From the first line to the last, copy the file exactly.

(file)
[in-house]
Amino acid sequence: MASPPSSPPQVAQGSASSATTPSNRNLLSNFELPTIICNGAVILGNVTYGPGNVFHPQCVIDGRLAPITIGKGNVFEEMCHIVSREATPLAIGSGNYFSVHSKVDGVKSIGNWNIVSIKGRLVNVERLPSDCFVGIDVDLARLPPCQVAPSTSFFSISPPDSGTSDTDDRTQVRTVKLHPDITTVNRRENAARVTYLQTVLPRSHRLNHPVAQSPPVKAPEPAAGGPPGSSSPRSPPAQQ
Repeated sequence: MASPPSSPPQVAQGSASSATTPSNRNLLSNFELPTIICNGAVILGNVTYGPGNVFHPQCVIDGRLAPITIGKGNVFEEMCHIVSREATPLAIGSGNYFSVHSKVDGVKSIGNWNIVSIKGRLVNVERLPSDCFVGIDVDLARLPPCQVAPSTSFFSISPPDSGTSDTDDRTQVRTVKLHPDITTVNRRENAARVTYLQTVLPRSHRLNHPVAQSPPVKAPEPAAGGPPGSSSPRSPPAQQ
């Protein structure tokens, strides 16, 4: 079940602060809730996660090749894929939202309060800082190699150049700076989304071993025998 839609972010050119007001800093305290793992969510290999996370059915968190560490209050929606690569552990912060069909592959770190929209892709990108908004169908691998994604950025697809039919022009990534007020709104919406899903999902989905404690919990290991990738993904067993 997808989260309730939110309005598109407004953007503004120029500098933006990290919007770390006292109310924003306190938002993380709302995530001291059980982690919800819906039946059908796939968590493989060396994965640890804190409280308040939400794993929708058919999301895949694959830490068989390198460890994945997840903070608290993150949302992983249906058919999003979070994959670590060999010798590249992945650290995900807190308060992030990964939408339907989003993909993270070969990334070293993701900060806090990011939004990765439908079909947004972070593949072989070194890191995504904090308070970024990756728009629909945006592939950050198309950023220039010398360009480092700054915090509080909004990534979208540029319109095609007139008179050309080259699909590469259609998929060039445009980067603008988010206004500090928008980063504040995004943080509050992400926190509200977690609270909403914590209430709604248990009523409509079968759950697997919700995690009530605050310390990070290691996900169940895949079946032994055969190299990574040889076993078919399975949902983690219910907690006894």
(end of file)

[in-house]
Amino acid sequence: MASPPSSPPQVAQGSASSATTPSNRNLLSNFELPTIICNGAVILGNVTYGPGNVFHPQCVIDGRLAPITIGKGNVFEEMCHIVSREATPLAIGSGNYFSVHSKVDGVKSIGNWNIVSIKGRLVNVERLPSDCFVGIDVDLARLPPCQVAPSTSFFSISPPDSGTSDTDDRTQVRTVKLHPDITTVNRRENAARVTYLQTVLPRSHRLNHPVAQSPPVKAPEPAAGGPPGSSSPRSPPAQQ
Repeated sequence: MASPPSSPPQVAQGSASSATTPSNRNLLSNFELPTIICNGAVILGNVTYGPGNVFHPQCVIDGRLAPITIGKGNVFEEMCHIVSREATPLAIGSGNYFSVHSKVDGVKSIGNWNIVSIKGRLVNVERLPSDCFVGIDVDLARLPPCQVAPSTSFFSISPPDSGTSDTDDRTQVRTVKLHPDITTVNRRENAARVTYLQTVLPRSHRLNHPVAQSPPVKAPEPAAGGPPGSSSPRSPPAQQ
């Protein structure tokens, strides 16, 4: 079940602060809730996660090749894929939202309060800082190699150049700076989304071993025998 839609972010050119007001800093305290793992969510290999996370059915968190560490209050929606690569552990912060069909592959770190929209892709990108908004169908691998994604950025697809039919022009990534007020709104919406899903999902989905404690919990290991990738993904067993 997808989260309730939110309005598109407004953007503004120029500098933006990290919007770390006292109310924003306190938002993380709302995530001291059980982690919800819906039946059908796939968590493989060396994965640890804190409280308040939400794993929708058919999301895949694959830490068989390198460890994945997840903070608290993150949302992983249906058919999003979070994959670590060999010798590249992945650290995900807190308060992030990964939408339907989003993909993270070969990334070293993701900060806090990011939004990765439908079909947004972070593949072989070194890191995504904090308070970024990756728009629909945006592939950050198309950023220039010398360009480092700054915090509080909004990534979208540029319109095609007139008179050309080259699909590469259609998929060039445009980067603008988010206004500090928008980063504040995004943080509050992400926190509200977690609270909403914590209430709604248990009523409509079968759950697997919700995690009530605050310390990070290691996900169940895949079946032994055969190299990574040889076993078919399975949902983690219910907690006894």